Articles from joe george

  1. Der Kuchen

    It's 8:15 on a chilly November morning and I'm standing in a large empty kitchen stirring flour, yeast, and water in a small bowl and feeling a little stressed. I'm also thinking of my mother. She, of course, is not the reason I am feeling stressed; it's because of the busy day ahead of me. Though my mother has been gone for many years and the thought of her still comforts me. The recipe that I'm making—kuchen, or German coffee cake—is hers, and this is the reason I think of her at this...
  2. How To Make a Really Good Loaf of Whole Wheat Bread

    It's common knowledge that bread made with whole wheat flour is much healthier than if made with refined flour, and it's a misconception that whole wheat bread be heavy and sodden. But expecting a homemade loaf of whole wheat bread to resemble a soft and squishy supermarket loaf is unrealistic; they are two entirely different breads. Plastic-wrapped supermarket breads have paragraph-long ingredient lists—dough  conditioners, additives, and a litany of unrecognizable words—but a loaf you make...
  3. Broth, Bouillon, Brodo

    “Good soup is one of the prime ingredients of good living. For soup can do more to lift the spirits and stimulate the appetite than any other one dish.”–Louis P. De Gouy
    A few weeks ago as I left my sister's house on Thanksgiving's eve I carried with me not only a very full belly but also a picked-over turkey carcass. Safely enclosed in a plastic bag, I placed it in the rear of my small pickup truck and that's where it stayed for the night. In the morning while still in my pajamas and with...
  4. Pickle Me This

     "Preserving was almost a mania with Mrs. Bergson....When there was nothing to preserve, she began to pickle." --Willa Cather, 'Death Comes for the Archbishop' (1927)
    I'm the type of person that tends to wonder a lot, and I've been this way as long as I can remember. Being an avid bicyclist, for example, I often wonder what it was like before the advent of the automobile. People traveled less, no doubt, and worked close to home—indeed, to travel 20 miles may have taken the better part of a...
  5. How To Stew Stuff

    Often when I discuss cooking I try to emphasize how simple it is and that it may sometimes seem overly complicated when in fact it is not. Of course there are certain culinary techniques to follow—rules, if you like—but for the most part good wholesome cooking is pretty easy. And one of the simplest ways to cook—especially heartier foods during the cold months—is a stew. This can be as simple as putting diced food in a pot and simmering it, or as complicated as Julia Child's three-page...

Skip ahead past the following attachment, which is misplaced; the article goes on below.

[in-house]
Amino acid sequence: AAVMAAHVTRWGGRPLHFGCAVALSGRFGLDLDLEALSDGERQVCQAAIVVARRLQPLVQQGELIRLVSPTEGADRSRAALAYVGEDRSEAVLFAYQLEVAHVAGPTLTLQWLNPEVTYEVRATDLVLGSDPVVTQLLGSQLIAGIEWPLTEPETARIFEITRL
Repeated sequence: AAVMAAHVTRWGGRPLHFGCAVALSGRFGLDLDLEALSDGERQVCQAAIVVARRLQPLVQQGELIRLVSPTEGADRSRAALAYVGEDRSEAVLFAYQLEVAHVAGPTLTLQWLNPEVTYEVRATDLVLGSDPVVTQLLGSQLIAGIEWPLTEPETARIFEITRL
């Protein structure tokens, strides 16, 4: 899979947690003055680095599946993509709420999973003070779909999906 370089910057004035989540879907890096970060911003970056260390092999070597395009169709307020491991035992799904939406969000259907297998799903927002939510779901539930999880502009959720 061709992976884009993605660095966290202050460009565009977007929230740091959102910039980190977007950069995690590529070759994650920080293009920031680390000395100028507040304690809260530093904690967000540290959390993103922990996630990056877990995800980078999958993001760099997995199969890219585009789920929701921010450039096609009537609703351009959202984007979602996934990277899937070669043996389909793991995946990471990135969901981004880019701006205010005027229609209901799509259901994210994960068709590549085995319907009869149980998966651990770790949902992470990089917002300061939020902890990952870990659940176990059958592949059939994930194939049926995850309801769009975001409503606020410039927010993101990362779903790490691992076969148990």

6. Making Christmas Cookies

    I really believe that food likes and dislikes are ingrained in your memory and on your palate at an early age. The sense of taste and smell are supposed to carry a person's strongest memories. This undoubtedly is one of the reasons home-style meals and "comfort foods" are such big business today. It's "comforting" to recall times gone by when things were simpler, before faxes, e-mails, and wireless everything. Food can really transcend time, for however brief a period. A kitchen in the...
  7. Thanksgiving Left Overs

    Well, here it is November already (can you believe it?), and being a chef/food writer I feel compelled to offer the obligatory turkey article. And as I do, a quote comes to mind. Some years ago while attending a seminar at the New School in NYC one of the speakers was Nach Waxman, owner of the literary cookbook store, Kitchen Arts and Letters. When he sat down he gave the room a long sweeping look and then said, "We do not live in a recipe deprived society." He paused, and then repeated...
  8. Bread In History Religion And As Metaphor Part Iii